Author(s): Zirwas MJ, Seraly MP
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Abstract BACKGROUND: Pruritus of unknown origin is a common complaint, and systemic causes must be considered. However, there is little data on how frequently systemic causes are responsible or whether any patient characteristics make a systemic cause more likely. OBJECTIVE: We attempted to determine how frequently pruritus of unknown origin had a systemic etiology in an outpatient population seen in a university dermatology department and whether any patient characteristics made a systemic explanation more likely. METHODS: This is a retrospective study using chart reviews and telephone interviews to collect data. RESULTS: Of 50 patients, 11 had a systemic cause of pruritus. Pruritus was the initial symptom of systemic disease in 7 of these patients. No patient characteristics were statistically associated with systemic causes of pruritus. CONCLUSION: Pruritus of unknown origin was the initial symptom of a systemic disease in 7 of 50 patients presenting to a dermatology clinic with this complaint. The underlying diseases included hypothyroidism, gastric adenocarcinoma, hepatitis C, HIV, laryngeal carcinoma, graft-versus-host disease, and chronic lymphocytic leukemia.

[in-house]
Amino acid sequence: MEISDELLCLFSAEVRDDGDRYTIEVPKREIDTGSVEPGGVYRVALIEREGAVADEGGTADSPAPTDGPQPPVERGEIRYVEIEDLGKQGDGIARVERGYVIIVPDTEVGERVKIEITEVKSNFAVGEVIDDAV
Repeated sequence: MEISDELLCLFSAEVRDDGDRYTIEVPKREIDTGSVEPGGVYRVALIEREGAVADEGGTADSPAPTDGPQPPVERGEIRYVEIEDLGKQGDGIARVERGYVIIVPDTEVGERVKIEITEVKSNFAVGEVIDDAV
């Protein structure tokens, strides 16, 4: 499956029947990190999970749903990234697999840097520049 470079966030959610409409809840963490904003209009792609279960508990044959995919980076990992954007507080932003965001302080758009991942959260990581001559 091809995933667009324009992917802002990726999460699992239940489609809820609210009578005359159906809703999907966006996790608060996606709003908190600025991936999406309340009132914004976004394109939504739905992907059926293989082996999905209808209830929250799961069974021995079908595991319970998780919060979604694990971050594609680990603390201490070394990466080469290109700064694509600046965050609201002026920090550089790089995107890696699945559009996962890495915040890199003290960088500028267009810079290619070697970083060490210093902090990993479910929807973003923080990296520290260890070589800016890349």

This article was published in J Am Acad Dermatol
and referenced in General Medicine: Open Access